This may come as a surprise, but laptop shoppers don't always take our advice to heart. For example, we've strongly suggested that people in the market for a midsize laptop (generally one with a 14-, 15-, or 16-inch display) focus their attention on the 14-inch end of that spectrum rather than the more common 15-inch size.
Why? Sure, you're trading away a little bit of screen size (though usually not any screen resolution), but 14-inch midsize laptops offer better overall industrial design, largely because the standard laptop keyboard fits much better in a 14-inch chassis than a 15-inch one, leaving much less dead space on either side.But despite our protestations, 15-inch models still outsell 14-inch ones, even though they're significantly less portable in most cases. So if you're in the market for a midsize laptop, and want to shave off a little size and weight while keeping the same CPU power and screen resolution, check out our handy list of recent 14-inch laptops below.
The Dell Inspiron 14z thins down the bulky look of the average Inspiron laptop while sacrificing none of the performance or battery life, adding up to an affordable mainstream notebook. Still, it's "thinner," not "ultraslim," so don't expect a MacBook Air.
The Lenovo Essential B470 is priced alongside Intel Core i5 laptops from other PC makers, but at least tosses in an entry-level GPU. That makes the B470 a decent overall package, and a passably good-looking budget laptop.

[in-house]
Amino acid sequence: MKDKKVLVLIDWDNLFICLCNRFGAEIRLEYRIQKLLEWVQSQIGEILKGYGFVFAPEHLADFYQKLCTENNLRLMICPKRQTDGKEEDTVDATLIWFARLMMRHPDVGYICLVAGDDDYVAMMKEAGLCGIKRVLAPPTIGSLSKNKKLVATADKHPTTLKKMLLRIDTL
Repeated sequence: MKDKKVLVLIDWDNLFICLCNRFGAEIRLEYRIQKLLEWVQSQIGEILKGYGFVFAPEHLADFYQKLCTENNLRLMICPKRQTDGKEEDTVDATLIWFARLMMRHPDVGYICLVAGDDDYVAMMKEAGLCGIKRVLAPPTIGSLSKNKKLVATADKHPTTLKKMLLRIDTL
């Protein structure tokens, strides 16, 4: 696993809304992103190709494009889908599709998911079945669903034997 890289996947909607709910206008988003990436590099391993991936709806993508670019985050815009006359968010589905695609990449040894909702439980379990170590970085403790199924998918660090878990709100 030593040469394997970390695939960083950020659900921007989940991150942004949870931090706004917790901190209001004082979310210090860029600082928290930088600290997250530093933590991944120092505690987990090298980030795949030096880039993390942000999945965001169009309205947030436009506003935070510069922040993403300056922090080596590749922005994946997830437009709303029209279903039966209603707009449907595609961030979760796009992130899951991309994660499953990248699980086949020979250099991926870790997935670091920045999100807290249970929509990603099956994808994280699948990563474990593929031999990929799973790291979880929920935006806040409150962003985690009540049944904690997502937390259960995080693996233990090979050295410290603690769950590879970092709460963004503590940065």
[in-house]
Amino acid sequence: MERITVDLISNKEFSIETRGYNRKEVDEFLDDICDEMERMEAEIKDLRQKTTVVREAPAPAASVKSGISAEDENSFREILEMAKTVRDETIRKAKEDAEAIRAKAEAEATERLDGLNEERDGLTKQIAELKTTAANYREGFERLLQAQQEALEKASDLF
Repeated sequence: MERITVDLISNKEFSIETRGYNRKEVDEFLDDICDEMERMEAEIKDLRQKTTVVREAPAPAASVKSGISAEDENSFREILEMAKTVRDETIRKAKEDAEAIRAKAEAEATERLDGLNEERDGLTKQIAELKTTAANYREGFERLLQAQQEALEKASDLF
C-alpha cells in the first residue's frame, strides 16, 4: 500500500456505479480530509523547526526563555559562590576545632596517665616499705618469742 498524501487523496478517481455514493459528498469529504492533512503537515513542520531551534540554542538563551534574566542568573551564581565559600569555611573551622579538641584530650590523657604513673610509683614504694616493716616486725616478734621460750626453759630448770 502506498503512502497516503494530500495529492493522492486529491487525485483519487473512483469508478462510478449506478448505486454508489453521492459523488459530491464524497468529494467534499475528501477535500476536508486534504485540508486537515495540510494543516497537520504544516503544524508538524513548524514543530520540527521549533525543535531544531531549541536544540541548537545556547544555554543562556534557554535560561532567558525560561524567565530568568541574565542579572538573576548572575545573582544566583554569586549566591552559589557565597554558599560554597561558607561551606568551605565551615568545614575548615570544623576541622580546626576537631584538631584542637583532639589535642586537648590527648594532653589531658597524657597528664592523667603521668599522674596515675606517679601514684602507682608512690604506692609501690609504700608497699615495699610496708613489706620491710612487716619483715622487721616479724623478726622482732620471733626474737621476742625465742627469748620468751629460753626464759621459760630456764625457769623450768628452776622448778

The budget-priced Toshiba Satellite P745D-S4240 will save you some money thanks to its AMD A6 processor, with a dip in speed in exchange for some better-than-average graphics.
The Gateway ID47H02u is a slim-bodied, full-featured 14-inch laptop that offers a surprisingly strong mix of performance and design at a price that hovers between budget and mainstream.
A much-needed update to its internal components makes HP's Envy 14 one of the best high-end laptops for people who are looking for a PC with the flair of a MacBook.
The 14-inch laptop still only makes up a small percentage of the systems we review, but we think it's a size worth a look if you need something bigger than an ultraportable or 13-inch, but still need to be mobile on a regular basis (just try opening that 15-incher up in a coach airline seat). Are the trade-offs in screen size and slightly higher price worth it? Let us know what you think in the comments section below.